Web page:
A fine mess over Bountygate


A fine mess over Bountygate

The public relations battle continues between the NFL and NFLPA.

Saints quarterback Drew Brees appeared recently on the David Letterman show, bashing the NFL over Bountygate, while media leaks continue to flow from the NFL side. The two parties couldnt be further apart since the 2011 lockout when both courted the public for backing.

Issues big and small appear colossal to get resolved, such as bounty gate suspensions, HGH testing, 18 game schedules, fines for improper equipment on game day to name a few. Perhaps fans should just appreciate receiving double their money witnessing the phony drama a WWE wrestling match provides, along with some great football simultaneously.

Time to settle

Like most negotiations, neither party is going to be entirely happy with everything in the agreement. Unfortunately, the NFL and NFLPA started singing "Kumbaya," reaching an agreement to a new CBA long before outstanding issues were ever resolved. They kept the money train rolling down the tracks, but now continue to use those outstanding issues and new ones like Bountygate suspensions for public relations purposes.

Now that we know the Bountygate investigation started in 2009, can we even call it a new issue? Bountygate should have been addressed and resolved in the new CBA, similarly to how Paul Tagliabue dealt with such issues when the CBA came into existence in 1993. Iron clad information provided by the take our word for it method in the NFL is starting to have more holes in it than a beaver dam while the players' conduct has been anything but saintly.

Its why you settle. All suspensions should be cut in half. Neither side is happy, but maybe its just enough to motivate each party to get a deal done. Jonathan Vilma and players who are looking for retribution for sullied reputations may think twice about this deal, which would save millions in court costs. The NFL has a reputation of its own to uphold.

At this point, the NFL needs Bountygate to go away before Commissioner Roger Goodell gets booed out of all places, New Orleans, the host city for this years Super Bowl.

Commissioner Goodell has not yet ruled on the appeals of player Bountygate suspensions. This is now the time to strike a deal or another train will be gaining steam while rolling down the tracks. Its time for the NFL and NFLPA to stop this nonsense and start getting down to real business addressing outstanding issues. It needs to be done for the same people each are courting--the fans.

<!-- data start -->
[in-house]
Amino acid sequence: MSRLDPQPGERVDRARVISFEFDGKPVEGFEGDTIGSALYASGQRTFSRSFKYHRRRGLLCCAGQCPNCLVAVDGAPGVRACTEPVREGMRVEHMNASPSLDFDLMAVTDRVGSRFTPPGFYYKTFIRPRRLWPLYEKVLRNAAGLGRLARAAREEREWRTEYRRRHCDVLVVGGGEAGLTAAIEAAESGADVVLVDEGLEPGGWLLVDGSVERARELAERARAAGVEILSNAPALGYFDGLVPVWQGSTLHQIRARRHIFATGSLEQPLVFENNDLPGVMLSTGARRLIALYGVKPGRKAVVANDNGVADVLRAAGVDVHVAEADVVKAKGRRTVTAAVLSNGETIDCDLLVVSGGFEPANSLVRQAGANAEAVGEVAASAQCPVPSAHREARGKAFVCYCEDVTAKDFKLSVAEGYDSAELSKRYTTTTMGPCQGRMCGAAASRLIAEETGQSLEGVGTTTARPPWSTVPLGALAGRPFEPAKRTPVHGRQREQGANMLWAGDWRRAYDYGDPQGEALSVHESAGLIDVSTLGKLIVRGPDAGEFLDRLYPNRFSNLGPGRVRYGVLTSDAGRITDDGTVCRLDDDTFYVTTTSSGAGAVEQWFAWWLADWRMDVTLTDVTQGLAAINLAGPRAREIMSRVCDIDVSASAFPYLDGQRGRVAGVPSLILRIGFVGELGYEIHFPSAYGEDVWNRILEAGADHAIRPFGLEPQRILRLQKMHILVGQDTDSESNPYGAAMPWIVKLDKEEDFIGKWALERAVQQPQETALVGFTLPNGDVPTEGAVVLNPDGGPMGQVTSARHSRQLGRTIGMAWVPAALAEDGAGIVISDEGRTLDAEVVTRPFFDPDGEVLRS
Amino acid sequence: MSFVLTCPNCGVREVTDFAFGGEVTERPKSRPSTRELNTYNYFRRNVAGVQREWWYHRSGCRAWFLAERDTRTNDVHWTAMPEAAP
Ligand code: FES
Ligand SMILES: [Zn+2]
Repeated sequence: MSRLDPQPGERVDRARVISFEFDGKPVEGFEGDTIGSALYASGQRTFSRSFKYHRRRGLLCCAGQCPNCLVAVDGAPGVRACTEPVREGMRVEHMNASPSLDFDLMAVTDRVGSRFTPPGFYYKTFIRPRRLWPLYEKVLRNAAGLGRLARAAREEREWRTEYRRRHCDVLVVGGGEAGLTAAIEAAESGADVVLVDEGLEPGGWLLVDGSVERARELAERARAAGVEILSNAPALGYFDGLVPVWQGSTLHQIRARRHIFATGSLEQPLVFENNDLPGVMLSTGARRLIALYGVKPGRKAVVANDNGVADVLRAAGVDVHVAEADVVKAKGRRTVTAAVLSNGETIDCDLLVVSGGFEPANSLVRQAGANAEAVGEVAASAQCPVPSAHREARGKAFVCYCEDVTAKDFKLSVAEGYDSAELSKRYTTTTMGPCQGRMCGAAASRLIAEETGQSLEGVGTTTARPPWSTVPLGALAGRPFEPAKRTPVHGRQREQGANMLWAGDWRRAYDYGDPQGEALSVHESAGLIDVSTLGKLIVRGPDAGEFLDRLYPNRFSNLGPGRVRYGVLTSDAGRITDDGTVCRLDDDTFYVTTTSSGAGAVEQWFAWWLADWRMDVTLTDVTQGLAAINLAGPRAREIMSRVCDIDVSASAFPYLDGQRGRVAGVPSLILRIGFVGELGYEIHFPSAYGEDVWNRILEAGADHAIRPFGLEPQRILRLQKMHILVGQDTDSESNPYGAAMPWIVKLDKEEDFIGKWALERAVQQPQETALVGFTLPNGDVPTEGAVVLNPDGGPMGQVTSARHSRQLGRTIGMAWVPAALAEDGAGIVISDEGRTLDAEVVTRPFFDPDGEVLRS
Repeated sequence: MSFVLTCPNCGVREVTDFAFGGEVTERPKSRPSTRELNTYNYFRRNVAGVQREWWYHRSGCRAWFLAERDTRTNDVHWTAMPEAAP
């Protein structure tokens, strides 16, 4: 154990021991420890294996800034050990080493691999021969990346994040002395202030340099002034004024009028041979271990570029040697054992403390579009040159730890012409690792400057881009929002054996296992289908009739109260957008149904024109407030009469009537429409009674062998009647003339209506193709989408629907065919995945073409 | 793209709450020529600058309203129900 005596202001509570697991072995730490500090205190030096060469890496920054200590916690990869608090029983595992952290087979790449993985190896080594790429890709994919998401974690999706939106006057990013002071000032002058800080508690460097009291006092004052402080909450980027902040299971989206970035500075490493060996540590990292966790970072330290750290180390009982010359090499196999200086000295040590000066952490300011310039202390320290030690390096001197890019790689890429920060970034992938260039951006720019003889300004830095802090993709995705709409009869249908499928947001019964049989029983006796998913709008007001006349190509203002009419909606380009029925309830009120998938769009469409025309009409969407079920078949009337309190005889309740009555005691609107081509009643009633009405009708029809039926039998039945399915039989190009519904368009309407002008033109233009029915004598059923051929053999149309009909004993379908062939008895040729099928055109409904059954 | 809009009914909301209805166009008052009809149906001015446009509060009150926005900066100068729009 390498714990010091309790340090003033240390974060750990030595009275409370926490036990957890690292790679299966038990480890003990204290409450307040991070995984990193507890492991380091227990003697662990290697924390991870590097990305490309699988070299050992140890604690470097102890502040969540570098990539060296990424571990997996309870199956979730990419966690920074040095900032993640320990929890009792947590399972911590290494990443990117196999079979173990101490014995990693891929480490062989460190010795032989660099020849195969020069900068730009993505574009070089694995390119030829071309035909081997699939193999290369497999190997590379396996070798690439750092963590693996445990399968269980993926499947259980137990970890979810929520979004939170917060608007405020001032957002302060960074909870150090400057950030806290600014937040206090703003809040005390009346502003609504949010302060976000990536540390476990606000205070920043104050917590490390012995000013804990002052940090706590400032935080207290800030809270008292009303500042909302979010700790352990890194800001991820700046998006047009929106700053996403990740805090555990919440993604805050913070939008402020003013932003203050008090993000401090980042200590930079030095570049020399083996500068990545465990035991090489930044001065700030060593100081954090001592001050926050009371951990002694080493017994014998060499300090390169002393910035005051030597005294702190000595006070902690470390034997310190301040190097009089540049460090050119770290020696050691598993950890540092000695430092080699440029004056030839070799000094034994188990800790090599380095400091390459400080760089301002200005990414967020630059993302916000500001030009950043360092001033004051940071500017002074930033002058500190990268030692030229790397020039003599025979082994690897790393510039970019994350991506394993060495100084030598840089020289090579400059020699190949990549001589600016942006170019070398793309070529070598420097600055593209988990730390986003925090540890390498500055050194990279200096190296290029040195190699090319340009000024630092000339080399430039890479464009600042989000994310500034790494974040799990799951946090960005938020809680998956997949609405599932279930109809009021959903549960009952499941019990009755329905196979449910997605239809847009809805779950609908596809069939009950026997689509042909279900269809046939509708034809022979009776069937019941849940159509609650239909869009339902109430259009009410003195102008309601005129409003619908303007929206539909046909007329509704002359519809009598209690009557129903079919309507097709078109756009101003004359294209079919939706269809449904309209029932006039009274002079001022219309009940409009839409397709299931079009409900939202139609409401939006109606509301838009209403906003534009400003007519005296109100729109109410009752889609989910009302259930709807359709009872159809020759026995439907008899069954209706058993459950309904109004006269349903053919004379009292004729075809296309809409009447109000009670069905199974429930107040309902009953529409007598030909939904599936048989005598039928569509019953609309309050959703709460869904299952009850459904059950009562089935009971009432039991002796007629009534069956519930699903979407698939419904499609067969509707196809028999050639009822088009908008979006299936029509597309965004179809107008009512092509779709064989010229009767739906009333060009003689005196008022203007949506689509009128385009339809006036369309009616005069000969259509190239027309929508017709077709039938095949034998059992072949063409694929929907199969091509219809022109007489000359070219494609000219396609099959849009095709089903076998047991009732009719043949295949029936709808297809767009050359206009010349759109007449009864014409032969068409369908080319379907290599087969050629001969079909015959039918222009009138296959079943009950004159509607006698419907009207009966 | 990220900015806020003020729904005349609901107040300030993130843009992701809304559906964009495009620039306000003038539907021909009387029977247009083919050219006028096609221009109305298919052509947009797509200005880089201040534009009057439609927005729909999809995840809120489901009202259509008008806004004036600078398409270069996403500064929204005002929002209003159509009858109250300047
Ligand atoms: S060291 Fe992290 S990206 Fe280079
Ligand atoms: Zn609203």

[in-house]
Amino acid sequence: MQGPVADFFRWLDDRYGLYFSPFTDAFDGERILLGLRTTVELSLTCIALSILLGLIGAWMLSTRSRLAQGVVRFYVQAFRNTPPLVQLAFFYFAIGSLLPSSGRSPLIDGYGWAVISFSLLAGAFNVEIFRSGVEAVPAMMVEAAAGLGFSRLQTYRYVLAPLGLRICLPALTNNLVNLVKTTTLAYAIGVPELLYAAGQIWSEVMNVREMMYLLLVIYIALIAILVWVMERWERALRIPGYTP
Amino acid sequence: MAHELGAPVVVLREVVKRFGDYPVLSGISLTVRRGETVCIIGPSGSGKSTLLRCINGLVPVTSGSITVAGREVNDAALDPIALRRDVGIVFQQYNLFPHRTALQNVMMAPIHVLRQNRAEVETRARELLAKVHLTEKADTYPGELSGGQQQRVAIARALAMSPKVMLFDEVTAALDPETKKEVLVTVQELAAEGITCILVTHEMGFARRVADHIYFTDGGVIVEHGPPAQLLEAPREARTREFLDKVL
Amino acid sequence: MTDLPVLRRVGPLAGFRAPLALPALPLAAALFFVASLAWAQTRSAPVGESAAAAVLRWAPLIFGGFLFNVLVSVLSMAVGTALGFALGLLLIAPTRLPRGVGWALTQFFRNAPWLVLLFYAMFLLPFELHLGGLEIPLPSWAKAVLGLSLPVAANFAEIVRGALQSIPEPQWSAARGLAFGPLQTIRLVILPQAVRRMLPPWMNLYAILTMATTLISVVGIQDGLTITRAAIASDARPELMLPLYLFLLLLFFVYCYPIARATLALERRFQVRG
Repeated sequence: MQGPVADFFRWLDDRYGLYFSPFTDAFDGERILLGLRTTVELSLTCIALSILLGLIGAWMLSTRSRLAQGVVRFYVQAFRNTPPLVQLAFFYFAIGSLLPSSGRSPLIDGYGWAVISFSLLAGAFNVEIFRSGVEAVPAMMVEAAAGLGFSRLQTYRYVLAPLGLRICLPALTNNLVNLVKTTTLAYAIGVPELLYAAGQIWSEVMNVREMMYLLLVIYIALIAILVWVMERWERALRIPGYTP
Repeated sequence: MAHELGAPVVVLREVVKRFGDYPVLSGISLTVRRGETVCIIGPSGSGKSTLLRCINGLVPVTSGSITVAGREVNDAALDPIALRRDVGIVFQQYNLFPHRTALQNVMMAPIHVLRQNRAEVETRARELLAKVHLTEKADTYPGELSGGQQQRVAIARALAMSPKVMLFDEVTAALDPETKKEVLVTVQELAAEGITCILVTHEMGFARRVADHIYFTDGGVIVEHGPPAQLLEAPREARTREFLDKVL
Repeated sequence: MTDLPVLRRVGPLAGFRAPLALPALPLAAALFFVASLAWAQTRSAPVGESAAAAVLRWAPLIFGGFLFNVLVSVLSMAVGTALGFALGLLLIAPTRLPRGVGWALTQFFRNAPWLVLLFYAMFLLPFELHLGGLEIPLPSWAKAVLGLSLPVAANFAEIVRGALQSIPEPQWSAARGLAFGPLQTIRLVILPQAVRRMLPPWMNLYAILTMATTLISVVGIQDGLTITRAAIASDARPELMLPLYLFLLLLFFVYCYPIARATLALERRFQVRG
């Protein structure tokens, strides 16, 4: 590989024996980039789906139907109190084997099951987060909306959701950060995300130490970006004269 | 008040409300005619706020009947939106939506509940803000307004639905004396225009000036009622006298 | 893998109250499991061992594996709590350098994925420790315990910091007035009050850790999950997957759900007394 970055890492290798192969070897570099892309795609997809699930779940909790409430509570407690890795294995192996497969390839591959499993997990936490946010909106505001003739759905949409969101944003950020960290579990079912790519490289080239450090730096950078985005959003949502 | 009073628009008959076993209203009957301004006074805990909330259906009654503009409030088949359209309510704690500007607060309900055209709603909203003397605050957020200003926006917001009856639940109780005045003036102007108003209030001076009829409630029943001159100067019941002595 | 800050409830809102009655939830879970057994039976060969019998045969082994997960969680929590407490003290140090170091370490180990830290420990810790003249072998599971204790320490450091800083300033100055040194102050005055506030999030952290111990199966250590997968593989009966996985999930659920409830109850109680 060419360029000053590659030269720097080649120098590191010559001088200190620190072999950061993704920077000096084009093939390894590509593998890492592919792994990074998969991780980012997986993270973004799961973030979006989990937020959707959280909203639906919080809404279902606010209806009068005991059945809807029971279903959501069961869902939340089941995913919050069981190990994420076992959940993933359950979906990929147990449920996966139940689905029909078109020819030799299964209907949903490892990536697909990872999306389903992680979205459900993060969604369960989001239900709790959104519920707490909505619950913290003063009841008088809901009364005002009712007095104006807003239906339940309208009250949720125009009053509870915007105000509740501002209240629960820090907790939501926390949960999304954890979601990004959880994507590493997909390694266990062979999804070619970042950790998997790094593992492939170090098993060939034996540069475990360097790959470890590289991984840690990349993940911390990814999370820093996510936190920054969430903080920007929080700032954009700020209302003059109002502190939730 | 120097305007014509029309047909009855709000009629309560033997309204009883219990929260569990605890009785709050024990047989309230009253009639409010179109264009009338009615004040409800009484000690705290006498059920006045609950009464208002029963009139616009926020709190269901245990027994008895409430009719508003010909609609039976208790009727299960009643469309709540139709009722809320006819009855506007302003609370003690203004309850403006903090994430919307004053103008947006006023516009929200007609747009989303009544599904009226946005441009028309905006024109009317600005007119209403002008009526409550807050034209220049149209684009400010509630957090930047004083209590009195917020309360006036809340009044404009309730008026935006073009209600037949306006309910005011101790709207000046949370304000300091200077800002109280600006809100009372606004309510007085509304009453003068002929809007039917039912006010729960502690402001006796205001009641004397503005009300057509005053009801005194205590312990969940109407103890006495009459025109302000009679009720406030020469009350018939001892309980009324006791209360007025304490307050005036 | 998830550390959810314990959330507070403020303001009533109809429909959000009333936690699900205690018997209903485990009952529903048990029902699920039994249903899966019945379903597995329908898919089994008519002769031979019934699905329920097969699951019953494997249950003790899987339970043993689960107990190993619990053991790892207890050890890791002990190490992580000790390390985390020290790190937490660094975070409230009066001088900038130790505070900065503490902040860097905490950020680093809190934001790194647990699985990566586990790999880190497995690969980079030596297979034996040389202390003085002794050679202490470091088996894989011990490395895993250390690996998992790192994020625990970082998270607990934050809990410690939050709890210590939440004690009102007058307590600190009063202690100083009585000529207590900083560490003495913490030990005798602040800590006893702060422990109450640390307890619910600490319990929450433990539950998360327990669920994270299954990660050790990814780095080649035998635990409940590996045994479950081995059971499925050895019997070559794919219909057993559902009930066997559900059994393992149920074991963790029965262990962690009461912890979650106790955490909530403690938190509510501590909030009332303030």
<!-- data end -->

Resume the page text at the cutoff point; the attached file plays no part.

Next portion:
Trey Burton, Adrian Amos earn Bears’ top grades from Pro Football Focus for Week 7


Trey Burton, Adrian Amos earn Bears’ top grades from Pro Football Focus for Week 7

The Bears were not at their best against the New England Patriots on Sunday. They made plenty of mistakes on all three phases and gave Tom Brady too many opportunities to control the game.

It wasn’t all bad from Chicago, though. Trey Burton emerged as a new favorite weapon of Mitchell Trubisky, and the tight end was the Bears’ highest-graded player in the game by Pro Football Focus.

Burton had a career high 11 targets, nine catches and 126 yards with a touchdown, giving Trubisky a 144.7 passer rating when targeting his top tight end.

Seven of Burton’s targets and six of his catches traveled 10 or more yards in the air, according to PFF.

Defensively, safety Adrian Amos led the pack with a 74.6 overall grade. He did not miss a tackle after missing a career-high five last week, and he allowed only one catch for eight yards against the Patriots.

On the bottom of the scale, outside linebacker Leonard Floyd received the second-lowest grade of his career (38.9 overall) for his performance. He did not record any pressure on the quarterback in 13 pass rushing snaps, and he allowed two catches for 13 yards and a touchdown in coverage against running back James White.

Wide receiver Allen Robinson had a career-low grade as well at 44.9 overall. He was clearly limited by his groin injury, targeted five times with one catch for four yards and a dropped pass.

Overall, the Bears were able to stick with one of the top teams in the AFC while also leaving a lot of room for improvement. It’s a step in the right direction from where Chicago was in recent seasons.

NFL Power Rankings Week 8: Jags, Eagles, Bears all see stock fall

USA Today

NFL Power Rankings Week 8: Jags, Eagles, Bears all see stock fall

Take a look over the NFC landscape and try to find me a team that can compete with the Rams. 

Packers? Held back by Rodgers' knee and Rodgers' coach. Saints? Might not even win their own division. Washington? Does Alex Smith really scare anyone in the playoffs? 

The Rams have one of the easier paths to the Championship Round/Super Bowl that we've seen in some time. Will it likely stay that way? Probably not. But there's a difference between parity and mediocrity and right now the NFC is toeing the line HARD. 

Outside the NFC's "elite", how did your team do this week? 

You can take a look here and see where they landed.